Pursuant to the decision taken at the meeting of the Board of Securities Exchange Board of India (SEBI) held on 16 August 2012, SEBI vide its Circular No CIR/CFD/DIL/11/2012 dated 29 August 2012 (Circular) has introduced additional modes of compliance with the minimum public shareholding requirements to be followed by listed companies as contemplated under Rule 19(2)(b) and Rule 19(A) of Securities Contract (Regulations) Rules, 1957 and Clause 40A of the Listing Agreement. This is a welcome respite for listed companies which are currently non-compliant, given that the deadline for ensuring compliance with Clause 40A of the Listing Agreement is June 2013.

The following two new methods have been introduced by the Circular:

– Rights Issues to public shareholders, with promoters / promoter group shareholders forgoing their rights entitlement; and

– Bonus Issues to public shareholders, with promoters / promoter group shareholders forgoing their bonus entitlement.

The aforementioned methods are in addition to the already existing methods under Clause 40A of the Listing Agreement, being follow-on public offer, offer for sale, and institutional placement programme.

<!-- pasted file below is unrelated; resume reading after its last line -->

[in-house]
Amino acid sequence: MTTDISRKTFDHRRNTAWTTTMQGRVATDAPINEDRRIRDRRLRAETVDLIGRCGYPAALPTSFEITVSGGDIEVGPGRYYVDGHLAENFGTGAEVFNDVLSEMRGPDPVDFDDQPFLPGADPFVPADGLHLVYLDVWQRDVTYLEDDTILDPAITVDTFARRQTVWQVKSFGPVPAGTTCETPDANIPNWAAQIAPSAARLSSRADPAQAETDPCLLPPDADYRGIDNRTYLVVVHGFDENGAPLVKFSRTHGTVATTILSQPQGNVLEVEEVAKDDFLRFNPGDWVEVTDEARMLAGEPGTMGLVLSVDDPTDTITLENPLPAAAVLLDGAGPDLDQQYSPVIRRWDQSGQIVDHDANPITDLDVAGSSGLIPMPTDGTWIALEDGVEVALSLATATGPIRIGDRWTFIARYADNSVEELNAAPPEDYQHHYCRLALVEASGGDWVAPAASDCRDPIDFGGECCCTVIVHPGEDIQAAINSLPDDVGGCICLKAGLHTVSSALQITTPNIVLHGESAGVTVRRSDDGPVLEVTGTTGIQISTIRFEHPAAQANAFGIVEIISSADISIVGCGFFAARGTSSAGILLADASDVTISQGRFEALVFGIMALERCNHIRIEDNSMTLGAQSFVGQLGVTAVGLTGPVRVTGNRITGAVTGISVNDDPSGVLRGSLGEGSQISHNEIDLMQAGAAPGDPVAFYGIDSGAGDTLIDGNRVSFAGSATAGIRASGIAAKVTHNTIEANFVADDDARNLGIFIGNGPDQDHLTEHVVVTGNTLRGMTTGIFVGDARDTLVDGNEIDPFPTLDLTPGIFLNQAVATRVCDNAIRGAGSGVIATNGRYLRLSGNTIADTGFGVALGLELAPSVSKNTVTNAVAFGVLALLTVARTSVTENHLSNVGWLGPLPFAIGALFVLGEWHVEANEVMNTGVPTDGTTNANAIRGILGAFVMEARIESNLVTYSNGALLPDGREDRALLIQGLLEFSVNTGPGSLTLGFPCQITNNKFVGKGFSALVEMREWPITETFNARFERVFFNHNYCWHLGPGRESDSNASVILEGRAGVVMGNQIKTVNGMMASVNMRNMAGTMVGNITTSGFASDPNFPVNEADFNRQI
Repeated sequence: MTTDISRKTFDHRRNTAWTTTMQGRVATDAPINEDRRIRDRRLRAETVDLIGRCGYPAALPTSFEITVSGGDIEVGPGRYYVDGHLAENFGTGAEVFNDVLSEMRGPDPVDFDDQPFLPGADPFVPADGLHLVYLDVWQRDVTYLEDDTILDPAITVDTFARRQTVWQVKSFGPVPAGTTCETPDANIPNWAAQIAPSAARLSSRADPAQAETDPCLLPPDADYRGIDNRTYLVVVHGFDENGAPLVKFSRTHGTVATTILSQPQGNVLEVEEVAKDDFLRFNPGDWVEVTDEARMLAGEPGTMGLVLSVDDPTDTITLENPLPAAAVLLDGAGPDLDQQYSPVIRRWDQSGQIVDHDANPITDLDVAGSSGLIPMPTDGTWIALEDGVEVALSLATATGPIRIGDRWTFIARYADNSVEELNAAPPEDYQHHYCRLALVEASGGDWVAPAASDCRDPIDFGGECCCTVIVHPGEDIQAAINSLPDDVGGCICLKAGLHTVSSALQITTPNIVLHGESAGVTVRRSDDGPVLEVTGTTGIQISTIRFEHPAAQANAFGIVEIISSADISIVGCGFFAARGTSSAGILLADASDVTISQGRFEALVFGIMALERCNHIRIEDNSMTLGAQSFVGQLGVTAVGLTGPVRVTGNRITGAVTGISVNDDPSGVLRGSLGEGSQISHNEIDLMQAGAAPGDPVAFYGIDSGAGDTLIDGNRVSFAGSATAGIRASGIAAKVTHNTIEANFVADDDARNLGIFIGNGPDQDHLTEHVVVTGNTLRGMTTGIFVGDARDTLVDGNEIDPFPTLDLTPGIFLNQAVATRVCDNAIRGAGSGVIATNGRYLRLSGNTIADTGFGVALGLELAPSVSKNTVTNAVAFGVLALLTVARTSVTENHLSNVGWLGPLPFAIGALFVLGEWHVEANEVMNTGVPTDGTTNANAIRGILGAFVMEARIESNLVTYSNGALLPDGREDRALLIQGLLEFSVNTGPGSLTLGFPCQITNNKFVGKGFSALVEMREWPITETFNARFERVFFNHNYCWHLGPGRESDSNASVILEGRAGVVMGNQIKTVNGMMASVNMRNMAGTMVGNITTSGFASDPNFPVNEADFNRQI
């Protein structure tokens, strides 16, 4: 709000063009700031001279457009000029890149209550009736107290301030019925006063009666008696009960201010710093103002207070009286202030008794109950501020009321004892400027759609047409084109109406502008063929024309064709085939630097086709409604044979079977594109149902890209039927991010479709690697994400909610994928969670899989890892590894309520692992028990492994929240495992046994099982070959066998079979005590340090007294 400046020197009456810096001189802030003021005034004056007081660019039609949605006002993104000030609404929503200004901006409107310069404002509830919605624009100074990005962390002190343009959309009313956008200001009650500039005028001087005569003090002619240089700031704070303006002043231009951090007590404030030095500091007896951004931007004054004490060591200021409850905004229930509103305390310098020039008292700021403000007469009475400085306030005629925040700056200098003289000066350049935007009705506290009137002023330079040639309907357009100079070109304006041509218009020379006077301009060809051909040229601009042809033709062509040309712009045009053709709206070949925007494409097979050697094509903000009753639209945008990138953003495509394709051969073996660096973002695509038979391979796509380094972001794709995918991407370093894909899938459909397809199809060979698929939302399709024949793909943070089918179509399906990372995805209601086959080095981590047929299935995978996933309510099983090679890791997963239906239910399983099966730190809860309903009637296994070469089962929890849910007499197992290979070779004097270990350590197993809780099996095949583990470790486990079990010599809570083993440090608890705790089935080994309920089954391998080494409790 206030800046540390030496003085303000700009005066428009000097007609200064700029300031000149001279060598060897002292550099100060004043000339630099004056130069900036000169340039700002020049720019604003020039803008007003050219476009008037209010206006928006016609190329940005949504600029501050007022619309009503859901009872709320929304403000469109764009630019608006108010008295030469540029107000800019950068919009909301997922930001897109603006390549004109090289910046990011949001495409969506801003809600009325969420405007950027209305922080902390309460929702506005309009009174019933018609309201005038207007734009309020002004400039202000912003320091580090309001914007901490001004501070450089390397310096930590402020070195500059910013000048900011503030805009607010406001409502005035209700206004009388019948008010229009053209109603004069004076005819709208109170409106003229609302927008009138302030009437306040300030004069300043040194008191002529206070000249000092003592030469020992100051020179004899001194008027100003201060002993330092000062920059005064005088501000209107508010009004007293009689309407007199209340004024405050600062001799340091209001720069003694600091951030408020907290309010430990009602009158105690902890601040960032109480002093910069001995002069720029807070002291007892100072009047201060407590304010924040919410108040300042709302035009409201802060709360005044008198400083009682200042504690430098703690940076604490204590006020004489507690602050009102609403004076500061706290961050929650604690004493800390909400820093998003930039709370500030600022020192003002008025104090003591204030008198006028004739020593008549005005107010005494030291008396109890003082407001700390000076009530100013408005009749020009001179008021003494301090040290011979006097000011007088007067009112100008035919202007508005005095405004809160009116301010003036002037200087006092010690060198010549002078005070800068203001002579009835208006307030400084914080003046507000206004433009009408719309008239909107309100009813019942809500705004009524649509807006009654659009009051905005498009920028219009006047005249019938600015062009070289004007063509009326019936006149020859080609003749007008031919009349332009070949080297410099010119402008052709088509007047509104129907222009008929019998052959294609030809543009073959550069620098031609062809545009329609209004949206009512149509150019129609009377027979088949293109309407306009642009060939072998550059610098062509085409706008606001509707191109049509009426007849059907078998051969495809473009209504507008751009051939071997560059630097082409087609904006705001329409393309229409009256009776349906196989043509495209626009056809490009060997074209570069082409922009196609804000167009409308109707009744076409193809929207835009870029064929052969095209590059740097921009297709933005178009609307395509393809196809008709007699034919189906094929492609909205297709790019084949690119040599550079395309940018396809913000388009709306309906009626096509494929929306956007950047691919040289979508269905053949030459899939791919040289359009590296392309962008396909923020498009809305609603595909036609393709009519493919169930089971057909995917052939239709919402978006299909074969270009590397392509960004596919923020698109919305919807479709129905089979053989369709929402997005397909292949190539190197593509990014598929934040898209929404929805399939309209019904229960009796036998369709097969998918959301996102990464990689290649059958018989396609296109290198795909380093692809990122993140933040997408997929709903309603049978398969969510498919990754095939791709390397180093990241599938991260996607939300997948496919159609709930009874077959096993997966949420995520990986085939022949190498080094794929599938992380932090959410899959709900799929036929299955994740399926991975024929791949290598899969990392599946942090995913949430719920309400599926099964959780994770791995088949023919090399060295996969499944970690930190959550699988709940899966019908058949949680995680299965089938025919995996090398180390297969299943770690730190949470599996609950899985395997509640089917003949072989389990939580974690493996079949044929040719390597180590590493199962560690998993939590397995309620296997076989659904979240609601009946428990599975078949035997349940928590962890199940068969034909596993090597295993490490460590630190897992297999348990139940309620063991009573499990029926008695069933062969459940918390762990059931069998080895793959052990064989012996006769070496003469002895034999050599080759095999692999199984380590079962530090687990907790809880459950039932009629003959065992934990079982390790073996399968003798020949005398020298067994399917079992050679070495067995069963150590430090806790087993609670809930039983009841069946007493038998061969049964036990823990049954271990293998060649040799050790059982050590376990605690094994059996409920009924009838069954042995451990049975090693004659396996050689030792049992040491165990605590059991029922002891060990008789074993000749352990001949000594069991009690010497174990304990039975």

Interestingly, by virtue of the Circular, listed companies desirous of achieving the minimum public shareholding by modes other than the available modes, are permitted to approach SEBI with the appropriate details. Further, as per the Circular, any requests seeking relaxations from the available methods would be considered by SEBI based on facts involved and would be approved at its discretion. SEBI shall also make efforts to give its decision within thirty days of receipt of such requests.

Customarily, in cases of rights and bonus issues, all shareholders (including promoters) are entitled to their rights based on their current holding. Therefore, SEBI has opened an avenue through renunciation of rights entitlement and bonus shares for complying with the minimum public holding requirements by allowing promoters of a listed company, undertaking the rights and bonus issue, to forego their entitlement of shares in such issues. As the (Indian) Companies Act, 1956 does not contemplate renunciation of bonus shares, this particular mode may be a subject matter of further debate.

The introduction of these modes of increasing public shareholding seem to be SEBI’s response to various requests from non-compliant companies for permitting additional methods of compliance with the existing law. The methods existing prior to the Circular did not seem feasible in situations involving under-performing companies and non-availability of interested investors, given the existing financial uncertainty.